Final Thoughts

I really like what the EF600 has to offer. The further I progress in this audio hobby, the more I find myself drawn to companies pushing the boundaries and doing something different. The combined headphone stand and elegant design language speak to me. R-2R DACs and big, powerful amplifier sections are firmly on my list of ‘Pros’.

All is not perfect, however. Cost-cutting measures may be seen in the loose RCA connector, somewhat wiggly volume control, and picky USB-c connection. I understand that HiFiMan has to build to a price point and that their designs often push R&D limits and the status quo.

Still, it would be terrific if I could wholeheartedly recommend one of their products without any reservations.

Like most of HiFiMan’s products, I can confidently say the EF600 sounds terrific and offers compelling value at its price point. Many connection options and the ability to use it as a dedicated DAC for a separate headphone or full-sized stereo are greatly appreciated. The amp section is also super.

If you can overlook the few unfortunate niggles, the EF600 is well worth a listen for something truly different.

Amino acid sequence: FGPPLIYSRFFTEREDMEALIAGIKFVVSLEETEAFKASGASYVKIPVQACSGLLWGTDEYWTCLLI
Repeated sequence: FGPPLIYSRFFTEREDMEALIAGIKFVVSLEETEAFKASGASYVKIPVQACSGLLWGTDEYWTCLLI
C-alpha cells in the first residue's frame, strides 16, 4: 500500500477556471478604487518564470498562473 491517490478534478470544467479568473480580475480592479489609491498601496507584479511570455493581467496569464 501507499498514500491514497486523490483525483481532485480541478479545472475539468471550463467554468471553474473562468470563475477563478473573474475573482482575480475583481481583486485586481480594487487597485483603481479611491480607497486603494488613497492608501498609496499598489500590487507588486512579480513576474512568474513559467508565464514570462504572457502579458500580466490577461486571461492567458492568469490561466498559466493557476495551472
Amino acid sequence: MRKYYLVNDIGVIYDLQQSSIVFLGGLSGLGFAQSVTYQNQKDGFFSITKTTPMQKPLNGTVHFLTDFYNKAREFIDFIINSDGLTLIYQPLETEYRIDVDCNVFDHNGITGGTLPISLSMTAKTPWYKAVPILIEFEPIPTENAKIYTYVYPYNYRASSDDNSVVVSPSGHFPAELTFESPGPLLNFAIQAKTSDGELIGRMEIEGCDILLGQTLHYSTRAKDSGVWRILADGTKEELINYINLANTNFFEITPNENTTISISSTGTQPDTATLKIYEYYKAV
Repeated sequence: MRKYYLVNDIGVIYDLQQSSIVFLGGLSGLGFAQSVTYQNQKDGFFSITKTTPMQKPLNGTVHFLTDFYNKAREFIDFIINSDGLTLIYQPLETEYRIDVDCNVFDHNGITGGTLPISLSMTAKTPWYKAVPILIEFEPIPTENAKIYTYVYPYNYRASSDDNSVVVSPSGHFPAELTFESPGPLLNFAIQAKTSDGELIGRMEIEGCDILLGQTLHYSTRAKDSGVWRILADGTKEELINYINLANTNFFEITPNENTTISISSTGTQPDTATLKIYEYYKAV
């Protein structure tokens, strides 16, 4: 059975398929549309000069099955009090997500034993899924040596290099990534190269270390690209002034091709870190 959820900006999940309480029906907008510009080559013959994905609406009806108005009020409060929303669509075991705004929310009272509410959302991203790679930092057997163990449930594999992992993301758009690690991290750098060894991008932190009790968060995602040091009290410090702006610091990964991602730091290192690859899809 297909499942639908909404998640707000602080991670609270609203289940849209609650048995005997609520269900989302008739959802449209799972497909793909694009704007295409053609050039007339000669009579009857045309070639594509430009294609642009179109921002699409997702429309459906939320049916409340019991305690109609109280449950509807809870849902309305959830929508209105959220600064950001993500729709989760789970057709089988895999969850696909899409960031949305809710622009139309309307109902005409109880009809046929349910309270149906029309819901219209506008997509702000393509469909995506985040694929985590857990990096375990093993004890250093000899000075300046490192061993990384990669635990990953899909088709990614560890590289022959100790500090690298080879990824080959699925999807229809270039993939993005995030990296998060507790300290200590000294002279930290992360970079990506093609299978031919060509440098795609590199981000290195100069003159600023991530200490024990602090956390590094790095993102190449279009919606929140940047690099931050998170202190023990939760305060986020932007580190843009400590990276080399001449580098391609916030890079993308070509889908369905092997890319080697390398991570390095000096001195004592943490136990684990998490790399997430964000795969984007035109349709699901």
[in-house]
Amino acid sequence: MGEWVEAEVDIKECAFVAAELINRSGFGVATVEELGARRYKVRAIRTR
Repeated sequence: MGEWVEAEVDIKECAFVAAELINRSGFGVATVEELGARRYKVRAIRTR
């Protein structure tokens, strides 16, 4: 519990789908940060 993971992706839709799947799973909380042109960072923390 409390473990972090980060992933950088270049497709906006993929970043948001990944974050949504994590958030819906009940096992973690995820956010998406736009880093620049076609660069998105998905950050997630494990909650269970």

What’s in the Box?

  • EF600 DAC/amp
  • Power cable
  • Manual

Technical Specifications

  • Form: Desktop, DAC, Amp
  • Chipset: 2x HYMALAYA PRO R-2R DAC
  • Decoding: PCM up to 24bit/768kHz
  • Frequency Response (Hz): 20Hz – 20kHz
  • THD+N: 0.0014% (line-out)
  • SNR: 118dB (A weighted)
  • Output Power: 5.12W (balanced), 1.8W (SE) @32Ohms
  • Headphone Jack: 6.35mm (SE), XLR (Balanced)
  • Line Outputs: RCA, XLR
  • Inputs: USB-c, USB-a, Coaxial, XLR, RCA
  • Bluetooth Version: 5.0
  • Bluetooth Audio Codec: LDAC, aptX, aptX HD, SBC, AAC
  • Weight: 3000g
  • Size: 104x165x283mm